Rival forces clashed in the Libyan capital Thursday, causing new civilian casualties in the grinding conflict a day after a UN Security Council resolution called for a “lasting ceasefire”.
The resolution was the council’s first since eastern Libya strongman Khalifa Haftar launched an offensive last April to seize Tripoli, the seat of the UN-recognised Government of National Accord (GNA).
But the text, which calls in particular for the consolidation of a fragile truce observed since January 12, has not yielded the desired results.
A new round of violence on the southern outskirts of the Libyan capital on Thursday left civilians dead and wounded.
Tripoli’s sole functioning airport of Mitiga, frequently shut down by violence, announced it was again suspending flights following a rocket strike.
Witnesses heard explosions in the largely agricultural area of Machrou al-Hadhba about 30 kilometres (18 miles) south of the Tripoli city centre.
GNA spokesman Moustafa al-Mejii confirmed fighting had broken out in the suburb.
Rockets also struck residential neighbourhoods, killing one woman and wounding four other civilians, according to a spokesman for the health ministry, Amin al-Hachimi.
Mejii accused pro-Haftar forces of repeatedly violating the ceasefire called for by outside powers Russia and Turkey.
“Haftar’s militias tried to advance in the region of Machrou al-Hadhba, but our forces repelled the attack,” he said.
Despite the truce, there has been sporadic fighting almost every day near Tripoli.
Arms have continued to flow into the country even since world leaders agreed at a summit in Berlin to end all foreign interference in Libya and uphold a UN embargo.
The UNSC resolution adopted Wednesday affirmed “the need for a lasting ceasefire in Libya at the earliest opportunity, without pre-conditions”.
It also called for continued negotiations by a joint military commission set up in January between the two sides, with the goal of achieving a “permanent ceasefire”.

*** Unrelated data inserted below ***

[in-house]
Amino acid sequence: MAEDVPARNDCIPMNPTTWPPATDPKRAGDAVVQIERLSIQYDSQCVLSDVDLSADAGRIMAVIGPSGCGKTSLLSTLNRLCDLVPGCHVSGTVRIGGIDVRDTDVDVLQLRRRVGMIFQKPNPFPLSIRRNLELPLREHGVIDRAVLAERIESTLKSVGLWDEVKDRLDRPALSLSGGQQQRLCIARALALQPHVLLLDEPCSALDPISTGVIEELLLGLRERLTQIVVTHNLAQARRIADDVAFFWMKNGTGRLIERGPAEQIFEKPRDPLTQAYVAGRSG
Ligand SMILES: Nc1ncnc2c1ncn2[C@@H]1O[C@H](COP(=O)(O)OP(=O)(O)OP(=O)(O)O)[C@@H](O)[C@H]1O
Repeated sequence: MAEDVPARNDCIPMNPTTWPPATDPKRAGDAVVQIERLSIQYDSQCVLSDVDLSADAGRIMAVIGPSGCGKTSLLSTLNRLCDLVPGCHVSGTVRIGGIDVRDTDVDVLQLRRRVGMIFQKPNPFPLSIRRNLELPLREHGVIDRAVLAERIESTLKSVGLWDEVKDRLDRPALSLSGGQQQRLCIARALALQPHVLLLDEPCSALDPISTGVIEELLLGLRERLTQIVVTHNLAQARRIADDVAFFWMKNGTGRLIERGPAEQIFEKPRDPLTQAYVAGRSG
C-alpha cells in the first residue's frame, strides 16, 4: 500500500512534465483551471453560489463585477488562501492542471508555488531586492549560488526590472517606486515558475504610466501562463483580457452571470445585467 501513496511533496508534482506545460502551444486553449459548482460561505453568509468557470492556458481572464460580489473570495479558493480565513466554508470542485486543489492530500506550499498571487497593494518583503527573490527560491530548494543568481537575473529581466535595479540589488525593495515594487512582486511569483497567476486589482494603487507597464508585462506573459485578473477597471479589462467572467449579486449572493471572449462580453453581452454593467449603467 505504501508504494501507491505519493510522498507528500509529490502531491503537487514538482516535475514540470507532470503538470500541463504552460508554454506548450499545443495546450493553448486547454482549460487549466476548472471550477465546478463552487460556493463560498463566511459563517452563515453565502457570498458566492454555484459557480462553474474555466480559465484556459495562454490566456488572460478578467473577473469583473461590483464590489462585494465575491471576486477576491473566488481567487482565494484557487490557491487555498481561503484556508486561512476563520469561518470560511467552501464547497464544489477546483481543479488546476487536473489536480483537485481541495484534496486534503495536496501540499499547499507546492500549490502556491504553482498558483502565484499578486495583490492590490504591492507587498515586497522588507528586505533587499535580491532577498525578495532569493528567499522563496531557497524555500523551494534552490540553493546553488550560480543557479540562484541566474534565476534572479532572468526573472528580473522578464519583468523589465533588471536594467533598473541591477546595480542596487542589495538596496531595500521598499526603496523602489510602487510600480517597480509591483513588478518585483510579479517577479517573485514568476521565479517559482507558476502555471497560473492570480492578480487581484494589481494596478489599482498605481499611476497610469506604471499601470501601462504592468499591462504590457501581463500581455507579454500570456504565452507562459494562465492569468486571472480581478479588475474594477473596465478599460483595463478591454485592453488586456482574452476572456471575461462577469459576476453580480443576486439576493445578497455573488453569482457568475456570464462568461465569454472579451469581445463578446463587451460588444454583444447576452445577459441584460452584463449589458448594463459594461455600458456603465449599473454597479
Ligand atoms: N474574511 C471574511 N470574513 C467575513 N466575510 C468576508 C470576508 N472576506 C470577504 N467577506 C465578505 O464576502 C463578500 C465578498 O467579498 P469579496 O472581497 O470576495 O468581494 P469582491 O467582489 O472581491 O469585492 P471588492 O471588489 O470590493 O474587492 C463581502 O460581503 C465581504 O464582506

This would include a monitoring system, a separation of forces and confidence-building measures.
The commission’s Geneva meeting ended Saturday without a resolution, but the UN proposed resuming talks from February 18.
The Security Council resolution, drafted by Britain, was approved by 14 votes out of 15, with Russia abstaining.
London had chosen to keep a mention of the council’s “concern over the growing involvement of mercenaries in Libya”, terminology that had been the subject of weeks of wrangling, reflecting the deep international divisions over Libya.
Russia had pushed to replace the word “mercenaries” with “foreign terrorist fighters,” but was unsuccessful.
Moscow has been accused of sending several thousand mercenaries from private Russian security company Wagner to support Haftar, who controls much of southern and eastern Libya. Russia denies the accusations.
Apart from Russia, the United Arab Emirates, Egypt and Jordan have bolstered Haftar, who backs a rival to the GNA in the country’s east.
On the other side, Turkey has been accused of sending hundreds of pro-Turkish Syrian fighters to support the GNA.
Libya has been subject to a much-abused arms embargo since 2011, when a NATO-backed uprising toppled longtime dictator Moamer Khadhafi.
Earlier in February, UN Secretary-General Antonio Guterres said the embargo “remains violated” and slammed continued foreign interference in Libya as a “scandal”.
At the end of 2019, a UN report highlighted the UAE, Turkey and Jordan as regular violators of the embargo, and said foreign combatants including from Sudan and Chad, had been recruited by both sides.
The UN says more than 1,000 people have died in the clashes between Haftar and the GNA since April, while another 140,000 have been displaced.
Human Rights Watch on Thursday accused pro-Haftar forces of having used cluster munitions in a residential area in Tripoli on December 2.
“Using cluster munitions shows reckless disregard for the safety of civilians,” said Stephen Goose, the group’s arms division director, in a statement.